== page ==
Each November there is a guided hike in Altona Forest – all about recognizing and identifying trees by their bark, buds, and growing patterns. One resident tree we discuss is the native witch hazel. With graceful spreading branches, it has a vase-shape and is attractive – but we’d just missed her late-fall show. I promised myself that I’d go looking for this small tree’s display this year in mid-October, since my timing is off every year!
Witch hazel is commonly known for it’s medicinal qualities as an astringent, treating insect bites, sunburn, blemishes and other skin inflammation, and it’s historical use as a water divining rod.
However to gardeners and naturalists, witch hazel’s qualities are about it’s spicy scent and it’s blooms… at a time when you’d never expect to see anything blooming. Native witch hazel – sometimes called ‘winterbloom’ – is Hamamelis virginiana. It blooms in fall – almost impossibly late in fall with a show of small, scented yellow firework blossoms.
The flowers have thin, ribbon-like petals that are swirled and twisted from the small four-petaled base. Watch for these clusters of blossoms in October to early November – the tree may have it’s fall yellow foliage or be bare in bloom-time as it was today.
Foreign species bloom in yellow or red, come from Europe, Japan or China, and bloom in late winter. While these more showy varieties are commonly found in the garden centres, they shouldn’t be confused with the native variety.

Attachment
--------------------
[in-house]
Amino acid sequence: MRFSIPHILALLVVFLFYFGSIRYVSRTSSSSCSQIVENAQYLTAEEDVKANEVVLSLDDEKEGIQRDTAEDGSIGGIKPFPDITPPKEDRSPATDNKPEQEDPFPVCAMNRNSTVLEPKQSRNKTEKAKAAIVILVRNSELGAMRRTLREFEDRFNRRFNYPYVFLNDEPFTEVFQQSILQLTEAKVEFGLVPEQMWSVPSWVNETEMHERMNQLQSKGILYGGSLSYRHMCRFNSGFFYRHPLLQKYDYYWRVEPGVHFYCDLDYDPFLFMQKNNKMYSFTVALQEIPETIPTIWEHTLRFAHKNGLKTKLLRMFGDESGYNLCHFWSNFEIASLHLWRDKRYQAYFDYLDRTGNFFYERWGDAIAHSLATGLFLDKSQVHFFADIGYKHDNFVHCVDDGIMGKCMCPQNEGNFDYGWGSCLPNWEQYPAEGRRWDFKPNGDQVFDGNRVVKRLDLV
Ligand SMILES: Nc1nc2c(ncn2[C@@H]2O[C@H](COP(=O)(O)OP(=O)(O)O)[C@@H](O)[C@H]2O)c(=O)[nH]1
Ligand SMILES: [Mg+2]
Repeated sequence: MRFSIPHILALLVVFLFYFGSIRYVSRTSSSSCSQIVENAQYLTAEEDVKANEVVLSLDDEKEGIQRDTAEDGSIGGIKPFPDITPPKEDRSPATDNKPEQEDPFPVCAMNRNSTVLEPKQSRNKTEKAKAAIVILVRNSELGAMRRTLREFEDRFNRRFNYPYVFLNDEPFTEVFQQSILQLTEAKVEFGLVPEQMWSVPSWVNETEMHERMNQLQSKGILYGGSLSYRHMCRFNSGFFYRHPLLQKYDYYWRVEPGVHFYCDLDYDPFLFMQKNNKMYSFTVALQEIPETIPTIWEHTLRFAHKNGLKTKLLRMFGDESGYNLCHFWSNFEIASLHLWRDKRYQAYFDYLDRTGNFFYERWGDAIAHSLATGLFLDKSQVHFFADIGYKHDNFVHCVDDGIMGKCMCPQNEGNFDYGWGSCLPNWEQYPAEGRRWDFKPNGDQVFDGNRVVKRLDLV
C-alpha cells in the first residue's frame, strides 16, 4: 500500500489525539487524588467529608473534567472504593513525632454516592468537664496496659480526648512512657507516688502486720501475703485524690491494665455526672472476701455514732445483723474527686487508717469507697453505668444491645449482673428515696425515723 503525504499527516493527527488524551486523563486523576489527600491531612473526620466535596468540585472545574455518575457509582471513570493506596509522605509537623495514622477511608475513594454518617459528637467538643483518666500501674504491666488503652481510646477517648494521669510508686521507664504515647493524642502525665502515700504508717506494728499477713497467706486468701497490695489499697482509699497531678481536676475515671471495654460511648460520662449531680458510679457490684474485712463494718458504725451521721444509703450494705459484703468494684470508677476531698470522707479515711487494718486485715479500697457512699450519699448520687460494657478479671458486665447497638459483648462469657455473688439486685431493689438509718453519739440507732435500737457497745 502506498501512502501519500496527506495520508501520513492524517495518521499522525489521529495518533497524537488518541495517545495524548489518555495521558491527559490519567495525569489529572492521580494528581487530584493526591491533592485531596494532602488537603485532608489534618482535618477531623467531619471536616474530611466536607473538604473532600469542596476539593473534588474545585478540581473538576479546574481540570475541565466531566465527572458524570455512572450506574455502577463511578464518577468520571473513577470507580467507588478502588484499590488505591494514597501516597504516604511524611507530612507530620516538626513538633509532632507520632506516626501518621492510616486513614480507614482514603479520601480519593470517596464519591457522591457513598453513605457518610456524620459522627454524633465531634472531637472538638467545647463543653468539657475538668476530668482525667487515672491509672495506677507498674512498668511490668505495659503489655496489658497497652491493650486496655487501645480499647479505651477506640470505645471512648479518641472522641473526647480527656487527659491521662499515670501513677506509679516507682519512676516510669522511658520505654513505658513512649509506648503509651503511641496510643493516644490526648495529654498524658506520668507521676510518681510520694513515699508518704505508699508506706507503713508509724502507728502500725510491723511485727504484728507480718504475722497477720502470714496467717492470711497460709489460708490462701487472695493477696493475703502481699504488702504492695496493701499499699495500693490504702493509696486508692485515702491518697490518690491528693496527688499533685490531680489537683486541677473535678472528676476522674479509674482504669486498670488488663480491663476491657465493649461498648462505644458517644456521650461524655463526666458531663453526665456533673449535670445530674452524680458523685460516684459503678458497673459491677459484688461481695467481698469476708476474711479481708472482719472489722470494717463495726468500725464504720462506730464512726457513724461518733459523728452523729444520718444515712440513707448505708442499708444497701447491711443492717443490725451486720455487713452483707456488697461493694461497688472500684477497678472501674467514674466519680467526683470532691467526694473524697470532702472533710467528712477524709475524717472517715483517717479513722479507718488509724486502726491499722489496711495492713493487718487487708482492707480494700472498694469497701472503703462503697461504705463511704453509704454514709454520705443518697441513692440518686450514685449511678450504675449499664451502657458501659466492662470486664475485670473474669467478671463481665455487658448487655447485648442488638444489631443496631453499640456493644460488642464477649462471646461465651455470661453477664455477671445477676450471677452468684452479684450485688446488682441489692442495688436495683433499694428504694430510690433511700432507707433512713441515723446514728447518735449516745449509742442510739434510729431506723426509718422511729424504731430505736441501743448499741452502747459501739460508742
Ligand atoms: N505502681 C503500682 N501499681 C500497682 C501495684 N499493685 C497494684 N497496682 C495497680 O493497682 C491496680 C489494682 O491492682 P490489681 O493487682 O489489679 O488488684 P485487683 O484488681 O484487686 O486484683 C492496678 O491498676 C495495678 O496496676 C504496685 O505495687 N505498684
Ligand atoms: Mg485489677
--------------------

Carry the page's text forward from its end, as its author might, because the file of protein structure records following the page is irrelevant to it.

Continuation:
You will find native hazel growing in dappled sun, in woody areas, and at the forest edge or in clearings. The witch hazel we saw was right on the trail – near Post 36. At about 9 feet tall, it was a small example of the tree which can reach 20′.
Seed pods of witch hazel are also interesting since they are tight, brown pods that suddenly explode sending their glossy black oval seeds up to 10′ away. Some birds will eat the seeds, though no birds rank these as favourites.
As witch hazels are forest-edge species, I suspect many were lost to the development of our neighbourhood. I sourced 2 native witch hazels from a ‘from-seed grower‘ and planted them where TRCA cut the 2 ash trees at our fence-line. They are growing slowly and will one day add to the native canopy, shade out the existing dog-strangling vine (DSV), and hopefully seed into the area. The forest edge is full of aggressive invasives that move in when the ground is disturbed (from construction) like DSV and buckthorn so let’s hope this good witch can hold her own!
Gardening with native plants is about finding plants indigenous to our area and then figuring out how to use them in our gardens. Will they give us the ‘interest’ that we look for – that could be bark, foliage, blossoms or berries? Will they be space efficient? Will they lend themselves to planting beds? Does witch hazel make your planting list?
I hope that there are a few witch hazels left in Altona Forest – not just the one right on the trail. Let me know if you’ve spotted a witch hazel along Altona’s winding paths.
Resources ~ Begin Your Reading Here
About Witch Hazel (and photos through the seasons)
About Witch Hazel (wiki)
Native Witch Hazel – description and blooming pattern
The Good Witch ~ © 2018 Natasha G